Athlete in a coffee shop

It must have been early November when I was an injured athlete awaiting surgery. The surgeon had told me his earliest availability to operate on me was a few weeks from then. It was a long time to wait. Those weeks would mean the difference between making the national championships, or missing out. A shot at one more title, or not. I felt I had no choice. The guy was the best doctor in the world for the surgery I needed and I wasn’t going to settle for someone lesser skilled hacking away in my ankle joint.

The days before a surgery are dead days. It’s one of the few times in an athlete’s life that he’s neither improving nor recovering. Improving is worthless as you’re going to be sidelined for a long time in any case. But you’re not recovering either. Not yet, anyway.


One dead day morning I sat outside a local coffee shop and ordered a cappuccino. A small Colombian woman brought me the perfect cup. You could smell the beans through the foam. Foam which was perfect in volume and texture. ‘How do you make that?’ I asked her. ‘Why don’t you buy a couple of cartons of milk and come by tomorrow morning? Then I’ll show you’, she said.


The following morning, I find myself in a dogfight with a dual boiler Vibiemme Mercury espresso machine. Milk and coffee are flying around everywhere, landing on walls and ceilings. Hissing sounds are coming out of boilers and steam pipes I didn’t know were there. Two hours later I have yet to produce a drinkable cup of coffee when a customer walks in. ‘Why don’t you serve our client, LJ? Rosa says.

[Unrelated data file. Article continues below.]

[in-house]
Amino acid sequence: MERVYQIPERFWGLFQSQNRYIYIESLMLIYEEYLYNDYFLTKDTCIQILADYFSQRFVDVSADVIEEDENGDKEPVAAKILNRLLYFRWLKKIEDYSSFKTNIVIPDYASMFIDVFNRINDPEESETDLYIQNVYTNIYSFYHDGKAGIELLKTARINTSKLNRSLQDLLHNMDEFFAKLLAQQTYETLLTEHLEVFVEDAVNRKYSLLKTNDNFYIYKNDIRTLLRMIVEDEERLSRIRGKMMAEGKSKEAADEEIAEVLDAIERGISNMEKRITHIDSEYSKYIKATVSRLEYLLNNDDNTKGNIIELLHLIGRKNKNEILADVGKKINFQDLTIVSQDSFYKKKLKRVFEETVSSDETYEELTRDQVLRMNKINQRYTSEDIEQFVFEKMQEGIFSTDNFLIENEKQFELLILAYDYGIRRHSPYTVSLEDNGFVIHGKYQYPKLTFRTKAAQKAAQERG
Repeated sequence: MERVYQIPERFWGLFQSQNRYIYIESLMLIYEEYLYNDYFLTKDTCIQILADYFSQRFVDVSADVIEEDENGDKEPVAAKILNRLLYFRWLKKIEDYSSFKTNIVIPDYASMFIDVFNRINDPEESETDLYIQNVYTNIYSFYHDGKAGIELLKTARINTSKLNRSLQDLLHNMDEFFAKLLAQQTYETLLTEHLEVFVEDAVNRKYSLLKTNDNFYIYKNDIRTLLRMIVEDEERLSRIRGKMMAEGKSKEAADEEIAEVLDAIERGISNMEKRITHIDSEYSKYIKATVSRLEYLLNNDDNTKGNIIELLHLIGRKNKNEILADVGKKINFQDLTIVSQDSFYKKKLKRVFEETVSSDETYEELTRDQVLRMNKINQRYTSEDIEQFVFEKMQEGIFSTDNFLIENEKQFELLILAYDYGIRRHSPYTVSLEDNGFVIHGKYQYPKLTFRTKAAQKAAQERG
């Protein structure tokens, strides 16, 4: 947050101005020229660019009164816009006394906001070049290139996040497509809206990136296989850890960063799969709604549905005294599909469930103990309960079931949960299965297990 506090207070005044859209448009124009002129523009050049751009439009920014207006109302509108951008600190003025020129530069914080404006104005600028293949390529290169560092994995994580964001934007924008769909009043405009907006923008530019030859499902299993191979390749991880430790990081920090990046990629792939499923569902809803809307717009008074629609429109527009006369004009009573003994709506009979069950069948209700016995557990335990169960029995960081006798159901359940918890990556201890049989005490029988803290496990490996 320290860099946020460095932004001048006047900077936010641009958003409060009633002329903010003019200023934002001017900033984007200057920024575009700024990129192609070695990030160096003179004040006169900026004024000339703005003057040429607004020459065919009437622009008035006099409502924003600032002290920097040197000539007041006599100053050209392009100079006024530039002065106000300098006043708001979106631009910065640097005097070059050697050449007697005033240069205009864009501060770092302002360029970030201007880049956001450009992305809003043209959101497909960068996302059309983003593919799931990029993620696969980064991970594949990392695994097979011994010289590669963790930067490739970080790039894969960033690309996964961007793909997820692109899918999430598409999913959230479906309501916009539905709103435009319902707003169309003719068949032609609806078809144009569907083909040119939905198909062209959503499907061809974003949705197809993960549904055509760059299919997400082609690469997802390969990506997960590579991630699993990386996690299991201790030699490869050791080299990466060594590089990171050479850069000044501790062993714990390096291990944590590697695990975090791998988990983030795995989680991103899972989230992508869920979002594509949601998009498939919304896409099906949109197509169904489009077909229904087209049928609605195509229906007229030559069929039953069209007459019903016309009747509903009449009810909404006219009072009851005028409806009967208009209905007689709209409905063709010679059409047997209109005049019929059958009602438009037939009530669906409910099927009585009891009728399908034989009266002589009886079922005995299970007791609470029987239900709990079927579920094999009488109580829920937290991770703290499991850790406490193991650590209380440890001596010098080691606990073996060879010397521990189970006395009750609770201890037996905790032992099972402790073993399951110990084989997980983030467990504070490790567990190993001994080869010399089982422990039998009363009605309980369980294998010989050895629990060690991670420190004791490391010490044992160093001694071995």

I’d never had any other job in my life than being a professional squash player. No internships at local companies, no summer jobs in neighborhood stores, and absolutely zero experience in hospitality. But how difficult could it be, right?


I walk up to the old man and ask him what he wants. The moment he sees me he frighteningly shrinks back and mumbles something incomprehensible. Wait, what just happened? I turn to Rosa. Apparently my body language had been kind of aggressive, one of an athlete in attacking mode, one of a predator about to pounce on its prey. It certainly wasn’t the body language of a humble waiter trying to serve a loyal customer.


For the first time in my life I work a normal day. Normal which isn’t normal to me at all. I’m used to cramped airplanes, different time zones, 180+ heartrates, and physical battles with the fittest guys in the world. I’m used to massive tournaments, small hotel rooms, and always leaving town after a week. I’m used to fighting for money, almost literally fighting for it, by trying to be fitter, stronger, smarter than everyone else. I’m used to taking care of myself, and only myself, as opposed to serving an old man a drink because he’s thirsty.


It’s a miracle, but Rosa invites me back the next day.


Next morning, I wake up at 6AM, go for a swim, and take a cold shower. ‘Proper preparation prevents piss poor performance,’ my coach always told me. The performance of serving people a coffee, a banana cake and having a chat. I arrive at the shop ten minutes early. My face tensed, hair neatly gelled-up, sneakers tightly laced.


I’ve got the energy of an athlete. It’s too high for normal life. It’s too high for this job. My car is first to drive off when the light turns green, I see gaps in grocery store lines before they appear, and my hyperactive brain wouldn’t mind if people talked faster. But hey, at least I realize. I tell myself to chill the fuck out. Relax. You’re going to make people a coffee and have a chat. That’s it. No big deal.


One moment later a big deal walks in. ‘The biggest distributor of coffee in the city’, Rosa whispers to me. ‘He always drinks a cappuccino. Go ahead, make one for him…’


As if all those years of performing under pressure suddenly counted for nothing, I completely fuck up Don Corleone’s cappuccino. ‘There you go, sir’, I utter while I serve his cup. ‘Too little foam,’ he responds while slipping something towards me. ‘Here’s my card. My barista course starts in January.’